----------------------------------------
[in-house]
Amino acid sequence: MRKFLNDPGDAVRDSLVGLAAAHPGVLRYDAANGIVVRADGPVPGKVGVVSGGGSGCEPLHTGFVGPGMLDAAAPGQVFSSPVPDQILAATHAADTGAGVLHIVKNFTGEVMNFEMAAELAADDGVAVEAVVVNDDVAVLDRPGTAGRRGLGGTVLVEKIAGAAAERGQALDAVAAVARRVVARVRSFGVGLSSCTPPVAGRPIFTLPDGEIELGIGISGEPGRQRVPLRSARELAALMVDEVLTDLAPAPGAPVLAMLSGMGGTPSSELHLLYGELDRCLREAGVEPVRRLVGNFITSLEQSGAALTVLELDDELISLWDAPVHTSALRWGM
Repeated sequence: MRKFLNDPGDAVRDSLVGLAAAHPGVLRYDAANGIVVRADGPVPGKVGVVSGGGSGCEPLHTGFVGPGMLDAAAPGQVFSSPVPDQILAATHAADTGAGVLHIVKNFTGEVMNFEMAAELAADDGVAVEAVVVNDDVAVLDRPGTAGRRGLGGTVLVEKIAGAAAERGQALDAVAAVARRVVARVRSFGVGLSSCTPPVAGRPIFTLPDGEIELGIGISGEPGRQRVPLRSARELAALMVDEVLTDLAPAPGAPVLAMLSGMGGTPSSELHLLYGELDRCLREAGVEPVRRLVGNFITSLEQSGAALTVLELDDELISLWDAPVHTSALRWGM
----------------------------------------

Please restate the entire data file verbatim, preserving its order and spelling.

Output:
[in-house]
Amino acid sequence: MRKFLNDPGDAVRDSLVGLAAAHPGVLRYDAANGIVVRADGPVPGKVGVVSGGGSGCEPLHTGFVGPGMLDAAAPGQVFSSPVPDQILAATHAADTGAGVLHIVKNFTGEVMNFEMAAELAADDGVAVEAVVVNDDVAVLDRPGTAGRRGLGGTVLVEKIAGAAAERGQALDAVAAVARRVVARVRSFGVGLSSCTPPVAGRPIFTLPDGEIELGIGISGEPGRQRVPLRSARELAALMVDEVLTDLAPAPGAPVLAMLSGMGGTPSSELHLLYGELDRCLREAGVEPVRRLVGNFITSLEQSGAALTVLELDDELISLWDAPVHTSALRWGM
Repeated sequence: MRKFLNDPGDAVRDSLVGLAAAHPGVLRYDAANGIVVRADGPVPGKVGVVSGGGSGCEPLHTGFVGPGMLDAAAPGQVFSSPVPDQILAATHAADTGAGVLHIVKNFTGEVMNFEMAAELAADDGVAVEAVVVNDDVAVLDRPGTAGRRGLGGTVLVEKIAGAAAERGQALDAVAAVARRVVARVRSFGVGLSSCTPPVAGRPIFTLPDGEIELGIGISGEPGRQRVPLRSARELAALMVDEVLTDLAPAPGAPVLAMLSGMGGTPSSELHLLYGELDRCLREAGVEPVRRLVGNFITSLEQSGAALTVLELDDELISLWDAPVHTSALRWGM